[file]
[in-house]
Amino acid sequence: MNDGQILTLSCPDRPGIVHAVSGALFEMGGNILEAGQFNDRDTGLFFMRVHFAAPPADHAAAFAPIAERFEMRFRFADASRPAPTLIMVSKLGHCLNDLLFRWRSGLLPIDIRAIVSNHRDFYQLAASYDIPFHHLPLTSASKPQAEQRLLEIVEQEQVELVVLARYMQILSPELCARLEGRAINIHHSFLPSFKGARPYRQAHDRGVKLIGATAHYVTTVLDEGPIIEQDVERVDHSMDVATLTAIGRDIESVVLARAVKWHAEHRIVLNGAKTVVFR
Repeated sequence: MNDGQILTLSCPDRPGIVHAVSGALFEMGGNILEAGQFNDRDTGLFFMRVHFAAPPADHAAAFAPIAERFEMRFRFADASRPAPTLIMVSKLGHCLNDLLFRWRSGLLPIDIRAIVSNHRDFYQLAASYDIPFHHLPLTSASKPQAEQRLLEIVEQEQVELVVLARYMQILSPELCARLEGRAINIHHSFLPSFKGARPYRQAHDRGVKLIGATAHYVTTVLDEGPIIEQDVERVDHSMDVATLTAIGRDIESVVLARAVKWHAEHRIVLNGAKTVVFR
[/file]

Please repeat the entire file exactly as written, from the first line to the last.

[in-house]
Amino acid sequence: MNDGQILTLSCPDRPGIVHAVSGALFEMGGNILEAGQFNDRDTGLFFMRVHFAAPPADHAAAFAPIAERFEMRFRFADASRPAPTLIMVSKLGHCLNDLLFRWRSGLLPIDIRAIVSNHRDFYQLAASYDIPFHHLPLTSASKPQAEQRLLEIVEQEQVELVVLARYMQILSPELCARLEGRAINIHHSFLPSFKGARPYRQAHDRGVKLIGATAHYVTTVLDEGPIIEQDVERVDHSMDVATLTAIGRDIESVVLARAVKWHAEHRIVLNGAKTVVFR
Repeated sequence: MNDGQILTLSCPDRPGIVHAVSGALFEMGGNILEAGQFNDRDTGLFFMRVHFAAPPADHAAAFAPIAERFEMRFRFADASRPAPTLIMVSKLGHCLNDLLFRWRSGLLPIDIRAIVSNHRDFYQLAASYDIPFHHLPLTSASKPQAEQRLLEIVEQEQVELVVLARYMQILSPELCARLEGRAINIHHSFLPSFKGARPYRQAHDRGVKLIGATAHYVTTVLDEGPIIEQDVERVDHSMDVATLTAIGRDIESVVLARAVKWHAEHRIVLNGAKTVVFR